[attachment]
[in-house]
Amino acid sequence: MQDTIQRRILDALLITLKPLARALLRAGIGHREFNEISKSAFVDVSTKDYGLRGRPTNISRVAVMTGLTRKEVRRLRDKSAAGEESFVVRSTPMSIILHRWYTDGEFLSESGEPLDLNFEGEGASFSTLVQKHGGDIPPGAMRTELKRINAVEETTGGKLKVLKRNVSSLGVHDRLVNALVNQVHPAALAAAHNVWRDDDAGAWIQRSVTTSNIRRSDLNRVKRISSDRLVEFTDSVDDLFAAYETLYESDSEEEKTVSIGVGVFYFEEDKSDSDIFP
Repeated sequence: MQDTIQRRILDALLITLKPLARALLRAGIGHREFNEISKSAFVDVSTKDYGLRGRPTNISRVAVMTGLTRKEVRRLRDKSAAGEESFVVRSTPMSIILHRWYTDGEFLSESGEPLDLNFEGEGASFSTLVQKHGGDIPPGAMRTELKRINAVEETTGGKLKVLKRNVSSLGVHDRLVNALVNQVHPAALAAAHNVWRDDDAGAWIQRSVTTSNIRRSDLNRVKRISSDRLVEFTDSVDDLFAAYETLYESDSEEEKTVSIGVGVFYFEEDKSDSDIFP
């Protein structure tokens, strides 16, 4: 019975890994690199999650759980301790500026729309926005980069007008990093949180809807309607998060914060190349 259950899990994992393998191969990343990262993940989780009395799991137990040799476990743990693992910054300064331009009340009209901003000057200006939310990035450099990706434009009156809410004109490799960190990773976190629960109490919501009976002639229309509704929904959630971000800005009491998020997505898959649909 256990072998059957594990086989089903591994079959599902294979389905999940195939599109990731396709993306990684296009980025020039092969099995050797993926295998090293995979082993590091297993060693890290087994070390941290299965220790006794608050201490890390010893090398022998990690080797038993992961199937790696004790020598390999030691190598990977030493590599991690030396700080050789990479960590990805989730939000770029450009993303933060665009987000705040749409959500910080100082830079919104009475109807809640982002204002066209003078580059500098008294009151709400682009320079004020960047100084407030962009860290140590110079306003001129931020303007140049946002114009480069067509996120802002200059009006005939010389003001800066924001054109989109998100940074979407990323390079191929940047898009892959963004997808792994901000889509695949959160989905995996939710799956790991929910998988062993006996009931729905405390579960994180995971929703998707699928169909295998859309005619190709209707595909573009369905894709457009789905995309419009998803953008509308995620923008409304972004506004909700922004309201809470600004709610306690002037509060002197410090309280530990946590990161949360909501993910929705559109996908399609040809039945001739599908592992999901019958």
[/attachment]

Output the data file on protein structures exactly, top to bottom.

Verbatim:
[in-house]
Amino acid sequence: MQDTIQRRILDALLITLKPLARALLRAGIGHREFNEISKSAFVDVSTKDYGLRGRPTNISRVAVMTGLTRKEVRRLRDKSAAGEESFVVRSTPMSIILHRWYTDGEFLSESGEPLDLNFEGEGASFSTLVQKHGGDIPPGAMRTELKRINAVEETTGGKLKVLKRNVSSLGVHDRLVNALVNQVHPAALAAAHNVWRDDDAGAWIQRSVTTSNIRRSDLNRVKRISSDRLVEFTDSVDDLFAAYETLYESDSEEEKTVSIGVGVFYFEEDKSDSDIFP
Repeated sequence: MQDTIQRRILDALLITLKPLARALLRAGIGHREFNEISKSAFVDVSTKDYGLRGRPTNISRVAVMTGLTRKEVRRLRDKSAAGEESFVVRSTPMSIILHRWYTDGEFLSESGEPLDLNFEGEGASFSTLVQKHGGDIPPGAMRTELKRINAVEETTGGKLKVLKRNVSSLGVHDRLVNALVNQVHPAALAAAHNVWRDDDAGAWIQRSVTTSNIRRSDLNRVKRISSDRLVEFTDSVDDLFAAYETLYESDSEEEKTVSIGVGVFYFEEDKSDSDIFP
């Protein structure tokens, strides 16, 4: 019975890994690199999650759980301790500026729309926005980069007008990093949180809807309607998060914060190349 259950899990994992393998191969990343990262993940989780009395799991137990040799476990743990693992910054300064331009009340009209901003000057200006939310990035450099990706434009009156809410004109490799960190990773976190629960109490919501009976002639229309509704929904959630971000800005009491998020997505898959649909 256990072998059957594990086989089903591994079959599902294979389905999940195939599109990731396709993306990684296009980025020039092969099995050797993926295998090293995979082993590091297993060693890290087994070390941290299965220790006794608050201490890390010893090398022998990690080797038993992961199937790696004790020598390999030691190598990977030493590599991690030396700080050789990479960590990805989730939000770029450009993303933060665009987000705040749409959500910080100082830079919104009475109807809640982002204002066209003078580059500098008294009151709400682009320079004020960047100084407030962009860290140590110079306003001129931020303007140049946002114009480069067509996120802002200059009006005939010389003001800066924001054109989109998100940074979407990323390079191929940047898009892959963004997808792994901000889509695949959160989905995996939710799956790991929910998988062993006996009931729905405390579960994180995971929703998707699928169909295998859309005619190709209707595909573009369905894709457009789905995309419009998803953008509308995620923008409304972004506004909700922004309201809470600004709610306690002037509060002197410090309280530990946590990161949360909501993910929705559109996908399609040809039945001739599908592992999901019958």